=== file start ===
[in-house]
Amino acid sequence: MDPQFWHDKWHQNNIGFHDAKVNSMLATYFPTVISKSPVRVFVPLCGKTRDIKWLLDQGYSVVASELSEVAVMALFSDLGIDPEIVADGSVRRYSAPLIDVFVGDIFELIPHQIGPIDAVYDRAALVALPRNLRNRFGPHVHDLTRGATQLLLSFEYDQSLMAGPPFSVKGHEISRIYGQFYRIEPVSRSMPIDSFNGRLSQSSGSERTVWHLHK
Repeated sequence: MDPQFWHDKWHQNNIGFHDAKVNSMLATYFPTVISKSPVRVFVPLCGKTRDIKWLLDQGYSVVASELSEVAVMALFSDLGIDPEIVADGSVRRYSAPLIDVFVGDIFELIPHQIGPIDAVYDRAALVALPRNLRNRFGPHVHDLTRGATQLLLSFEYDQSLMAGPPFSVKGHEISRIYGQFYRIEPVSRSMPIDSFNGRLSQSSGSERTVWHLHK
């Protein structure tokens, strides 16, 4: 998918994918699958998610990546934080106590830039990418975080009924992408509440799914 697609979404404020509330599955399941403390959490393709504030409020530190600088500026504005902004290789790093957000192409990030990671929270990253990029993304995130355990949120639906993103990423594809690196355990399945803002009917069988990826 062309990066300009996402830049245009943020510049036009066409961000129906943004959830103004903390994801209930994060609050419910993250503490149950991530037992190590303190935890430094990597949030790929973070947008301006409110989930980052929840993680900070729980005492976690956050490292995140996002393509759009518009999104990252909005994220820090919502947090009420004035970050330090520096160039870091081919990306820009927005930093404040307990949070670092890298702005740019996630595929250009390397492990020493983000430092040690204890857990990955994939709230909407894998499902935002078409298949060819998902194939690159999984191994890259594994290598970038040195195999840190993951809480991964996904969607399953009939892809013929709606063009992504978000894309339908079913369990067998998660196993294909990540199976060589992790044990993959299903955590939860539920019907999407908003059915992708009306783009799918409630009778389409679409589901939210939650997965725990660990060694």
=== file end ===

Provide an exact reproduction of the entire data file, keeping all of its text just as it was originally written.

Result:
[in-house]
Amino acid sequence: MDPQFWHDKWHQNNIGFHDAKVNSMLATYFPTVISKSPVRVFVPLCGKTRDIKWLLDQGYSVVASELSEVAVMALFSDLGIDPEIVADGSVRRYSAPLIDVFVGDIFELIPHQIGPIDAVYDRAALVALPRNLRNRFGPHVHDLTRGATQLLLSFEYDQSLMAGPPFSVKGHEISRIYGQFYRIEPVSRSMPIDSFNGRLSQSSGSERTVWHLHK
Repeated sequence: MDPQFWHDKWHQNNIGFHDAKVNSMLATYFPTVISKSPVRVFVPLCGKTRDIKWLLDQGYSVVASELSEVAVMALFSDLGIDPEIVADGSVRRYSAPLIDVFVGDIFELIPHQIGPIDAVYDRAALVALPRNLRNRFGPHVHDLTRGATQLLLSFEYDQSLMAGPPFSVKGHEISRIYGQFYRIEPVSRSMPIDSFNGRLSQSSGSERTVWHLHK
């Protein structure tokens, strides 16, 4: 998918994918699958998610990546934080106590830039990418975080009924992408509440799914 697609979404404020509330599955399941403390959490393709504030409020530190600088500026504005902004290789790093957000192409990030990671929270990253990029993304995130355990949120639906993103990423594809690196355990399945803002009917069988990826 062309990066300009996402830049245009943020510049036009066409961000129906943004959830103004903390994801209930994060609050419910993250503490149950991530037992190590303190935890430094990597949030790929973070947008301006409110989930980052929840993680900070729980005492976690956050490292995140996002393509759009518009999104990252909005994220820090919502947090009420004035970050330090520096160039870091081919990306820009927005930093404040307990949070670092890298702005740019996630595929250009390397492990020493983000430092040690204890857990990955994939709230909407894998499902935002078409298949060819998902194939690159999984191994890259594994290598970038040195195999840190993951809480991964996904969607399953009939892809013929709606063009992504978000894309339908079913369990067998998660196993294909990540199976060589992790044990993959299903955590939860539920019907999407908003059915992708009306783009799918409630009778389409679409589901939210939650997965725990660990060694």